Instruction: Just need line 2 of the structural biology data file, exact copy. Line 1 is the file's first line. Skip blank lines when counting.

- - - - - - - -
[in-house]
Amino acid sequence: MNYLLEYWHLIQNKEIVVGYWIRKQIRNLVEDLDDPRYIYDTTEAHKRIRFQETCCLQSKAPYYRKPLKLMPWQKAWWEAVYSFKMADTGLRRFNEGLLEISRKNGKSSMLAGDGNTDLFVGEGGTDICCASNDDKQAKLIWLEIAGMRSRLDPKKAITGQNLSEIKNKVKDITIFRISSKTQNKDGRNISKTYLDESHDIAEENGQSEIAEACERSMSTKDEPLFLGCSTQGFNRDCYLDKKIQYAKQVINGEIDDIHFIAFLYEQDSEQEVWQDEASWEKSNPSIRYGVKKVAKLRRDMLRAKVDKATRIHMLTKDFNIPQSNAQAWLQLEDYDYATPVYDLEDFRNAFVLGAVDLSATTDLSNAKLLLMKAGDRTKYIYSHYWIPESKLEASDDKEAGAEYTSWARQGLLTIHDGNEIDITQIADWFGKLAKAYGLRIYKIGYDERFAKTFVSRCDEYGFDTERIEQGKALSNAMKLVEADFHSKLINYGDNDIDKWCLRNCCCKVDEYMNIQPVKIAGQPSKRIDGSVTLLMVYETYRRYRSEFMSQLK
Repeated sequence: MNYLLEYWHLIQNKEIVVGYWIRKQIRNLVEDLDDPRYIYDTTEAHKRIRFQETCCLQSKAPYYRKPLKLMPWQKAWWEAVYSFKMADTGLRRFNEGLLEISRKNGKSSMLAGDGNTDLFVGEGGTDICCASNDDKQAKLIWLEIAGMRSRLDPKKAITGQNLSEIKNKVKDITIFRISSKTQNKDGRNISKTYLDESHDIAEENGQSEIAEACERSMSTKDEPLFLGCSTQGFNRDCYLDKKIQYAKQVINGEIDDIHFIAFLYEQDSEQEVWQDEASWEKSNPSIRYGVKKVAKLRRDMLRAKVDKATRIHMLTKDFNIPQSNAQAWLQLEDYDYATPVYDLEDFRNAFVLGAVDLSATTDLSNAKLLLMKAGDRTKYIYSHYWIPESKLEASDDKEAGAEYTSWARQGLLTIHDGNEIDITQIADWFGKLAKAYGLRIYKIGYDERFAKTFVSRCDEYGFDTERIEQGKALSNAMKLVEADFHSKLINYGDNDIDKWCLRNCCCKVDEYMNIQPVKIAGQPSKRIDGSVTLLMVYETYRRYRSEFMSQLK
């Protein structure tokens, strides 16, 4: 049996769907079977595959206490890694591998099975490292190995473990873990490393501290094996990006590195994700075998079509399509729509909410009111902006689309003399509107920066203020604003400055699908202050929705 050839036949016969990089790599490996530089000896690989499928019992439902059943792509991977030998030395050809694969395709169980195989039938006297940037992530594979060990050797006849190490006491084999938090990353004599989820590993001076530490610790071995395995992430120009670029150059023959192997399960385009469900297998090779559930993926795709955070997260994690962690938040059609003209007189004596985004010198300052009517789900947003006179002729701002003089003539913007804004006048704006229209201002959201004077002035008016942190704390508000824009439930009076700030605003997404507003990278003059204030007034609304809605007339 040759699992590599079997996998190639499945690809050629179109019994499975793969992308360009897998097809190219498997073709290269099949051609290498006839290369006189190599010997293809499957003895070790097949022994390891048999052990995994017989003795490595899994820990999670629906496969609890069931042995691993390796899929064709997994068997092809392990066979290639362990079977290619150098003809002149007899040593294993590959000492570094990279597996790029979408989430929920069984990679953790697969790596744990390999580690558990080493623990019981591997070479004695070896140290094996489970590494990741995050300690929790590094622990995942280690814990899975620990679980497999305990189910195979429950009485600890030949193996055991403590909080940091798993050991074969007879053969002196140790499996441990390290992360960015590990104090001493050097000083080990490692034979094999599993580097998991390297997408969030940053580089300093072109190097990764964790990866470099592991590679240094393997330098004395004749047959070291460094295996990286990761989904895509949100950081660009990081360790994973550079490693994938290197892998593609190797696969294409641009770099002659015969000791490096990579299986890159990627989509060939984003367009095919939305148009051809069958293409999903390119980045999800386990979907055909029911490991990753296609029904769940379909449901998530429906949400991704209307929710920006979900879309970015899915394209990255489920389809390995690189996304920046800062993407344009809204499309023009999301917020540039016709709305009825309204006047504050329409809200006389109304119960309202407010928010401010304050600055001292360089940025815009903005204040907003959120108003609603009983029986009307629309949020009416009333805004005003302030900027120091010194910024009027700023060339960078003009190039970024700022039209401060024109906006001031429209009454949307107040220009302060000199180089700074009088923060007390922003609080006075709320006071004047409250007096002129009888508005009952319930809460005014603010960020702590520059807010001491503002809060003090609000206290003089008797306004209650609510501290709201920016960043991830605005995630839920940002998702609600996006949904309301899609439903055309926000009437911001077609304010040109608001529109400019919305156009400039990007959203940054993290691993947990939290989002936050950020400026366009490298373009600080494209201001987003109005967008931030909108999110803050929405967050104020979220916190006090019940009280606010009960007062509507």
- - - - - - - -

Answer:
Amino acid sequence: MNYLLEYWHLIQNKEIVVGYWIRKQIRNLVEDLDDPRYIYDTTEAHKRIRFQETCCLQSKAPYYRKPLKLMPWQKAWWEAVYSFKMADTGLRRFNEGLLEISRKNGKSSMLAGDGNTDLFVGEGGTDICCASNDDKQAKLIWLEIAGMRSRLDPKKAITGQNLSEIKNKVKDITIFRISSKTQNKDGRNISKTYLDESHDIAEENGQSEIAEACERSMSTKDEPLFLGCSTQGFNRDCYLDKKIQYAKQVINGEIDDIHFIAFLYEQDSEQEVWQDEASWEKSNPSIRYGVKKVAKLRRDMLRAKVDKATRIHMLTKDFNIPQSNAQAWLQLEDYDYATPVYDLEDFRNAFVLGAVDLSATTDLSNAKLLLMKAGDRTKYIYSHYWIPESKLEASDDKEAGAEYTSWARQGLLTIHDGNEIDITQIADWFGKLAKAYGLRIYKIGYDERFAKTFVSRCDEYGFDTERIEQGKALSNAMKLVEADFHSKLINYGDNDIDKWCLRNCCCKVDEYMNIQPVKIAGQPSKRIDGSVTLLMVYETYRRYRSEFMSQLK